and even if there is a natlang that does why would you? It is contraproductive because most when they see "m" will think "m" not "o" or whatever

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 Post subject: Re: ‘mhm̋ = ‘ohaa
PostPosted: Sun 07 Nov 2010, 11:39 
cuneiform
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Joined: Thu 19 Aug 2010, 08:18
Posts: 178
zelos wrote:
Pe King wrote:
I belive German does

seriously? where? All sources I see uses vowel symbols

and even if there is a natlang that does why would you? It is contraproductive because most when they see "m" will think "m" not "o" or whatever

Are you talking about the orthography? That is, how it's written? The actual vowel is [m̩], a syllabic nasal. Pronounce it like you would pronounce /m/ in English; that's the vowel.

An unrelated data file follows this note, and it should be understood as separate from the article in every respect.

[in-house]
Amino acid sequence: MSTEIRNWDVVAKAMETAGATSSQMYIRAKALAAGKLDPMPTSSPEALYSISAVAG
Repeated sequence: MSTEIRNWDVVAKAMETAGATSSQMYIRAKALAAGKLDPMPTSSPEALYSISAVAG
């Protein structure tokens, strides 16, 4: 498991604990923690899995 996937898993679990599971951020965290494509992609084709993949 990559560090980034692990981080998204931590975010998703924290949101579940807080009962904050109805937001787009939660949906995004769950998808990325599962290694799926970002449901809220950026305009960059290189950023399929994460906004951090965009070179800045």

If you're asking why someone would do that--I don't think the point of this conlang is to be natural or realistic. It's an interesting concept.

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 Post subject: Re: ‘mhm̋ = ‘ohaa
PostPosted: Sun 07 Nov 2010, 11:49 
metal
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Joined: Thu 12 Aug 2010, 14:47
Posts: 847
Location: Denmark
Wanderer wrote:
Please record a sample in this language :mrgreen: .
I'll see what I can do ;-) .

Micamo wrote:
As for the lang itself, why not distinguish the other points of articulation? As well as all sound comes out through the nose one way or the other I don't see why you can't have n as well or even N/N\.